Firstly, you need to ensure the walls are flat – it’s
almost impossible to paper a wall that is all lumps and bumps, so remove any
nails, hooks or screws with pliers. Fill in holes with a filler and finish off
with sandpaper, so it doesn’t cause a bump under your strip.
There are lots of demos on YouTube, usually professionals
with a pencil behind one ear, in white dungarees with the right brush and
smoothing thingy already to hand, so let’s start with the basics.
Equipment - Yes,
you will get messy, so wear old clothes, or invest in the dungarees! Get
the right tools - hardware stores usually have brushes and rollers, so choose a
good quality roller or a nice fat brush for slapping on the glue and a
wallpaper hanging brush for smoothing. Some primer, a big tub of
wallpaper paste, a plumb line, a tape measure or spirit level, and a table big
enough to lay out a good length of paper, don’t worry if the paper is too long,
we will come to that later. Protect the table with some sheets of plastic or
old newspapers, and tape them down. A stepladder and a single side blade or
knife with a retractable blade will be needed too, and some good long scissors.
Oh, and the pencil.
How many rolls to buy?
Here's an example to help you calculate:
2.4m (height of room) x 19.2m (room width ÷ by
wallpaper roll width) = 46.08
46.08 ÷ 10m (length of the wallpaper roll) = 4.6 total
Most wallpapers have a repeat pattern, so work out
where they start and finish, as you will probably waste a bit of paper matching
up the drop. ‘Random match’ is the easiest and will not create any waste when
measuring strips, as these wallpapers line up randomly at the seams.
Other wallpapers may result in some waste when you match the pattern from strip
Check all sheets are hung the same way, so you don’t
find one length upside down!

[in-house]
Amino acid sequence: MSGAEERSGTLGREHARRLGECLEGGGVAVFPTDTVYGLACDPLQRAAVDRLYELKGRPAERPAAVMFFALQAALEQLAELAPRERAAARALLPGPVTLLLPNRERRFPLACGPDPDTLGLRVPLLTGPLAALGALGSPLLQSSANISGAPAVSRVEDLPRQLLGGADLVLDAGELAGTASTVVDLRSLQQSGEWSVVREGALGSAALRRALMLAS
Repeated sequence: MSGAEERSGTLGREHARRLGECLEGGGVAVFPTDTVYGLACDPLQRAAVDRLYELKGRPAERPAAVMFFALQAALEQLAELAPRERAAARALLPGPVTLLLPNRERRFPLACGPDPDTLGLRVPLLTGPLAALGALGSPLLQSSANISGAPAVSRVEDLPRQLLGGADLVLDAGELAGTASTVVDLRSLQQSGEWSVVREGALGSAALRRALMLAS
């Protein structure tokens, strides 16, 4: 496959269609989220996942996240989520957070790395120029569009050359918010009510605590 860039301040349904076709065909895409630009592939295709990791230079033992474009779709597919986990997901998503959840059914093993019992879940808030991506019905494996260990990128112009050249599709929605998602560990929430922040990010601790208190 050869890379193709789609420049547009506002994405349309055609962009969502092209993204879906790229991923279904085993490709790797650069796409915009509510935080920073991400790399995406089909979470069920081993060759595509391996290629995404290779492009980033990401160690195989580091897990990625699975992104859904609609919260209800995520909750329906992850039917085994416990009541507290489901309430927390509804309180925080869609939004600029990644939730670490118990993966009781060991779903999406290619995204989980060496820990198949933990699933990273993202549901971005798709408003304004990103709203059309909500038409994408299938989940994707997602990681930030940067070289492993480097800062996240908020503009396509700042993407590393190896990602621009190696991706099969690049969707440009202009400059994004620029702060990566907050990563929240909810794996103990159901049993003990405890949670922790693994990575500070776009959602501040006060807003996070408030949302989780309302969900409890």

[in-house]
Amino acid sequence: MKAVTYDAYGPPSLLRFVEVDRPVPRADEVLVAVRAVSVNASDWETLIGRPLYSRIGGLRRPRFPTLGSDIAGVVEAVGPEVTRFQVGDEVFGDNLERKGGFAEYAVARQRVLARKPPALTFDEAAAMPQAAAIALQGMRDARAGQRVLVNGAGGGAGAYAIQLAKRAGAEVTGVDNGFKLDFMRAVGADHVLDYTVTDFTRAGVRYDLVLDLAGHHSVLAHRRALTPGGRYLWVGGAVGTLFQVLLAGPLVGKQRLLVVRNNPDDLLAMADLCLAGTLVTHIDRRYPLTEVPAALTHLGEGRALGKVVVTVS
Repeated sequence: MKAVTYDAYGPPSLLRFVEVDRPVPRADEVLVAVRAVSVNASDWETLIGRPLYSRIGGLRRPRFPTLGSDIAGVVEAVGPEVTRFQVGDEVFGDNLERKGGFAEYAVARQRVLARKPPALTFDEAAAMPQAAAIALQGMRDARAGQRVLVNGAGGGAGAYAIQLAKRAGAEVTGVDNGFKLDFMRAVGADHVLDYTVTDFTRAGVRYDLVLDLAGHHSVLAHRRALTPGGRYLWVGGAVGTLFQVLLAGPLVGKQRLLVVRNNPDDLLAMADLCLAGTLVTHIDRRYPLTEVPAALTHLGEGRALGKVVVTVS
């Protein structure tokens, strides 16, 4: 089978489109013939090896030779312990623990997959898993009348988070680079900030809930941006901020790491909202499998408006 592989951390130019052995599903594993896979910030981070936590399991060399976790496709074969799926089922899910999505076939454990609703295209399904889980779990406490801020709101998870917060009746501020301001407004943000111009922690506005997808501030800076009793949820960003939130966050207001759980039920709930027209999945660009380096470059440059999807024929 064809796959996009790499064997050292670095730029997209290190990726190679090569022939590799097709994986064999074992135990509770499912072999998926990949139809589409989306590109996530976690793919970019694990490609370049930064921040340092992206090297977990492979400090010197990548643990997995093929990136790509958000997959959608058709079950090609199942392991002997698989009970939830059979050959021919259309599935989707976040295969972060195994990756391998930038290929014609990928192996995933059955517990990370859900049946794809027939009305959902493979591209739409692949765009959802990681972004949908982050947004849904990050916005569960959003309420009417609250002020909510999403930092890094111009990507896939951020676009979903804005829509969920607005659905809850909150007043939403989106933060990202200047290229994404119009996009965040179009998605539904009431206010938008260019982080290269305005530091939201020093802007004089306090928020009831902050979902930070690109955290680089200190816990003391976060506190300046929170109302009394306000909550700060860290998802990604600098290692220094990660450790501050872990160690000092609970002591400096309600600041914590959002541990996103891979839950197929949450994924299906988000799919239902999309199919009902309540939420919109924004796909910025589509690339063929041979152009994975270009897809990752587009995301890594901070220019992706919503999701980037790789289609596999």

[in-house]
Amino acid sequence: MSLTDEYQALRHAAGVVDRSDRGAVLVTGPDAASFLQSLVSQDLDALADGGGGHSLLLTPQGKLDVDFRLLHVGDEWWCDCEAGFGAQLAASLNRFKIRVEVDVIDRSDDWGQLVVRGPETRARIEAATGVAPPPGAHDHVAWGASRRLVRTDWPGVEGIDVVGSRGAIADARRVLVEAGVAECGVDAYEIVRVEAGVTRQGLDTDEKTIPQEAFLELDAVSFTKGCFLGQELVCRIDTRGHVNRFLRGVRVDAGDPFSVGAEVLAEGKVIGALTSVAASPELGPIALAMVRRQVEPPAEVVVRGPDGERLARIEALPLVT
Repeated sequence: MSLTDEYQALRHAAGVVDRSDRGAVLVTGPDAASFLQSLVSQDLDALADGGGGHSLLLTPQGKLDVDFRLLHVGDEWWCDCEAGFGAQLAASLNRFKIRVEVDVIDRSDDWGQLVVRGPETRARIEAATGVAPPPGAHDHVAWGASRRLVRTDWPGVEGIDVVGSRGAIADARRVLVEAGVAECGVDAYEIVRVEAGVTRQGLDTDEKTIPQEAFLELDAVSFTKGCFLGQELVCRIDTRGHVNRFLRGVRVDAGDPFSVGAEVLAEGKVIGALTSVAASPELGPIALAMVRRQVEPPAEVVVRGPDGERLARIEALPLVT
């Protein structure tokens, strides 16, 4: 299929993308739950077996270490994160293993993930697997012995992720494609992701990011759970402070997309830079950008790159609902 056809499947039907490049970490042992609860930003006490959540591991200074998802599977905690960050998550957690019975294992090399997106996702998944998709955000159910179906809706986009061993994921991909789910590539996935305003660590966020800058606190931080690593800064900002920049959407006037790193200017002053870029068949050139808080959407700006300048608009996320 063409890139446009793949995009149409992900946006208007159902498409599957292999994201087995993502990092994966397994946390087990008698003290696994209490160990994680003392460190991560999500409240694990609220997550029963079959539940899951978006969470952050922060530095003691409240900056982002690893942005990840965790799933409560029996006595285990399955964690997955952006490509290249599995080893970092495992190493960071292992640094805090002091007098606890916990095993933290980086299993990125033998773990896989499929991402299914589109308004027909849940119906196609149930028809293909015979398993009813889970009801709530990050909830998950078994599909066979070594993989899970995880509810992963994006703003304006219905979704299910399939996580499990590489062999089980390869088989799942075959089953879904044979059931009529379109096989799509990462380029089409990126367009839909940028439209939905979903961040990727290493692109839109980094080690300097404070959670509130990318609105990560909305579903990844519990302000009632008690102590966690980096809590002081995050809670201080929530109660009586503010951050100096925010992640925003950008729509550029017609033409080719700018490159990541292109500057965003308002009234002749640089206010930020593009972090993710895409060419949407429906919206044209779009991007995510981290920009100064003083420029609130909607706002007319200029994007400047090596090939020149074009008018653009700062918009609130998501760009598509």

Paste can be bought ready made. Some papers are
‘paste-the-wall’ and ‘not paste-the-paper’, which some say is quicker and
Ready to go –
First-timers would be wise to start behind a door so if you mess up your first
sheet it’s hidden! Firstly, paint the whole wall with a wall primer/sizer
– this creates a smooth surface for the paper and seals the surface, so the
paste doesn’t soak into the wall.
Lay out your cut length and apply paste to it if it is
the non-pasted variety - to the ends and edges as well. If the paper is too
long for your table, you can loop it lightly forward, edge to edge, gluey side
to gluey side, and make sure it is aligned, it’s called booking it up. From the
left-hand corner of the wall you are about to decorate, measure 50 cm and make
a pencil mark to give you your starting point, and draw a line down using
either the plumb-bob or spirit level, giving you a straight line to hang
against. If you have the ‘paste to the wall’ variety, use a roller - it’s quicker.
Just paste enough for one length, and a little extra - this means you can hang
the second piece without worrying about applying paste over your first piece.
Hold your first piece to the top (easier if you have a
pal helping), cut with scissors. allowing for a few extra inches. Then unfold
gently, slide it to meet your pencil line and use the wallpaper hanging brush
to smooth out bubbles, centre to edges, top to bottom. Cut to fit at the top
and bottom using a sharp knife. Wipe excess paste with a moist rag or sponge.
Your first sheet hung, and you have a straight edge for the second sheet.
The first ‘drop’ is key, as all others will align to it, so it is important to
ensure it is ‘plumb’ otherwise your wallpaper could look wonky. Once the
edge is positioned, and vertically correct, smooth the paper down, then trim
off any excess.
Paper is forgiving! If it matches, you’re nearly
Marilyn writes regularly for The Portugal News, and has lived in the Algarve for some years. A dog-lover, she has lived in Ireland, UK, Bermuda and the Isle of Man.